The Oval

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For other uses, see oval.
Image:Gasholders at the Oval.JPG
The famous gasometers, which are now listed buildings.

The Oval is an international cricket ground in Kennington, London. It is often referred to as the 'Kennington Oval' (not to be confused with Kensington Oval in Barbados), but in recent years has been officially titled as the 'Fosters Oval', 'AMP Oval,' and, currently, as the 'Brit Oval' due to various commercial sponsorship deals. It is located in the London Borough of Lambeth.

It is the home ground of Surrey C.C.C., and also traditionally hosts the final Test match of each English summer in late August or early September.

The nearest tube station is also called Oval, but the ground can also be easily reached from Vauxhall.

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[edit] History

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The clock outside the Members' Pavilion.
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Crowds leaving the main forecourt through the Hobbs gate.

In 1844, Kennington Oval was a market garden. The Oval was (and still is) owned by the Duchy of Cornwall. Surrey County Cricket Club was set up in 1845. The Duchy was willing to grant a lease of the land for the purpose of a cricket ground, and, on 10 March, 1845, the Club signed a lease with the Otter Trustees, who held the land from the Duchy of Cornwall, 'to convert it into a subscription Cricket Ground', for 31 years at a rent of £120 per annum plus taxes (£20 more). The original contract for turfing the Oval cost £300; 10,000 grass turfs came from Tooting Common.

In 1868, 20,000 spectators gathered at the Oval for the first game of the 1868 Aboriginal cricket tour of England, the first tour of England by any foreign side.

Thanks to C. W. Alcock, the Secretary of Surrey from 1872 to 1907, the first ever Test match in England was played at the Oval in 1880 between England and Australia. In 1882, Australia won the Ashes Test by seven runs within two days. The Sporting Times printed a mocking obituary notice for English cricket, which duly led to The Ashes trophy, which is still contested whenever England plays Australia. The first Test double-century was scored at the Oval in 1884 by Australia's Billy Murdoch.

In 1907, South Africa became the 2nd visiting Test team to play a Test match at this venue. In 1928, West Indies played its first Test match at this venue followed by New Zealand in 1931. In 1936, India became the 5th foreign visiting Test side to play at the Oval, followed by Pakistan in 1954 and Sri Lanka in 1998. Zimbabwe and Bangladesh are yet to play a Test match at the venue.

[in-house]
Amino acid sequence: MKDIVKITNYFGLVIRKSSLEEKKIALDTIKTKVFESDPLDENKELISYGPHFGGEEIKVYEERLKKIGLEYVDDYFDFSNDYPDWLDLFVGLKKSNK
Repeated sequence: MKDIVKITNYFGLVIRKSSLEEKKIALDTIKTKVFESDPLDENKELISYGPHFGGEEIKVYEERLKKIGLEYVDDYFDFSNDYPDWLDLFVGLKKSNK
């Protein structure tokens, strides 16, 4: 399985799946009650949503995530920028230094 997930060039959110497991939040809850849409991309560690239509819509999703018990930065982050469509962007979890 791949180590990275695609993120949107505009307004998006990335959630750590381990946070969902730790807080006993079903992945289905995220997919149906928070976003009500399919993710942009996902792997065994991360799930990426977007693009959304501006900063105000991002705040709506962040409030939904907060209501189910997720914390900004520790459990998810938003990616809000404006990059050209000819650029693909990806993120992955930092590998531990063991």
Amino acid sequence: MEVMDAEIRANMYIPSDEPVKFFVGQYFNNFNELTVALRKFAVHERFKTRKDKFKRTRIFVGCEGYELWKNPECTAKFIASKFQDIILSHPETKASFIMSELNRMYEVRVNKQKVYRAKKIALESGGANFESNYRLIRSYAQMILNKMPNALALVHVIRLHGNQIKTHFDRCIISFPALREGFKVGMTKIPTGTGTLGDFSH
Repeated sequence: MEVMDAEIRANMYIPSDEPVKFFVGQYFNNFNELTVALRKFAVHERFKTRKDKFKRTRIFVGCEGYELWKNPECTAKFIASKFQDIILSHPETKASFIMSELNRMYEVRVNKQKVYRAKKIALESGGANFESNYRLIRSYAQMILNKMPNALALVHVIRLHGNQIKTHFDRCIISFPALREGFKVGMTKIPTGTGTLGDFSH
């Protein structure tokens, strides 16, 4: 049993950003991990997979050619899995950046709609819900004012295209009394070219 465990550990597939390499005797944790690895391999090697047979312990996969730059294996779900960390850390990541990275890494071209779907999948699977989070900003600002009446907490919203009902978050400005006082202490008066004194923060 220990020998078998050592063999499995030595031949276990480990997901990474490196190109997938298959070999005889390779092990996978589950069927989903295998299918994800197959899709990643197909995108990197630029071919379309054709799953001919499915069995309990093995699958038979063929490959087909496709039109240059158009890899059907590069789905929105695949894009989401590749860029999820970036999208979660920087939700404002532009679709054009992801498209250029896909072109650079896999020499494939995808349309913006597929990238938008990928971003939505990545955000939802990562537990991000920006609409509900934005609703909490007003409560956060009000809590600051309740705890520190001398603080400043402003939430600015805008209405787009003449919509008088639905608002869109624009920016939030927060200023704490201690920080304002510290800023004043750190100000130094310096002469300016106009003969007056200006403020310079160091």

The first One-day International match at this venue was played on September 7, 1973 between England and West Indies. It had the privilege of hosting matches of the 1975, 1979, 1983 and 1999 World Cups. It also hosted five of the fifteen matches in the 2004 ICC Champions Trophy, including the final. No floodlit day/night international match has been played here to date, although Surrey have played several floodlit one-day matches.

During the Second World War, the Oval was intended for use as a prisoner of war camp, although it was never employed as such.

[edit] End names

The names of the ends are the Pavilion End and the Vauxhall End.

[edit] Vauxhall End development

Image:OCS Stand (Surrey v Yorkshire in foreground).JPG
The new OCS Stand as pictured from the Pavilion directly opposite.
Image:OCS Stand at the Oval from the Peter May Stand.JPG
The OCS Stand as pictured from the Peter May Stand

At the end of the 2002 cricket season, Surrey started redeveloping the Vauxhall End. The development included knocking down the outdated Surridge, Fender, Jardine and Peter May north stands, and creating in their place a large, state-of-the-art, four tier grandstand. This work was completed in May 2005, increasing ground capacity to around 23,000.

Image:OCS Stand from the Bedser Stand at the Oval.JPG
The OCS Stand as pictured from the Bedser Stand

[edit] Football

The Oval has also been an important site in the historical development of football, before the game had its own separate national stadium. On March 16 1872, The Wanderers beat the Royal Engineers 1-0 to win the first ever FA Cup. The Oval hosted all subsequent FA Cup finals (1873 excluded) up until 1892.

A year after that first FA Cup final, on March 8 1873, the England national team played its first home match at the Oval, against Scotland. Their 4-2 win was the first victory in international competition. England would continue to play occasionally at the Oval until 1889.

The Oval is one of two grounds (Bramall Lane in Sheffield being the other) to have staged both England Football and Cricket internationals, and also FA Cup Finals.

In recent years, the Oval holds an exhibition match for Australian rules football in October each year , between better performing Australian teams or to show the rivalry between certain clubs. In 2005, a record crowd for Australian rules football in England (18,884) saw the Fremantle Football Club defeat the West Coast Eagles.

[edit] Baseball

The Oval is currently being considered as a potential site to host a small number of regular season Major League Baseball games during the 2007 season. MLB is also considering sites in Rome, Paris, Munich, Germany, Amsterdam, and Rotterdam. Regular season games previously have been played in international sites in Mexico, Puerto Rico, and Japan.

See "MLB checking out European venues for games in '07", ESPN, September 8, 2005.

[edit] See also

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[edit] External links

Current Test cricket grounds in England
Edgbaston | Headingley | Lord's | Old Trafford | The Oval | Riverside | Trent Bridge

Coordinates: 51°29′02″N, 0°06′54″Wde:The London Oval

The Oval

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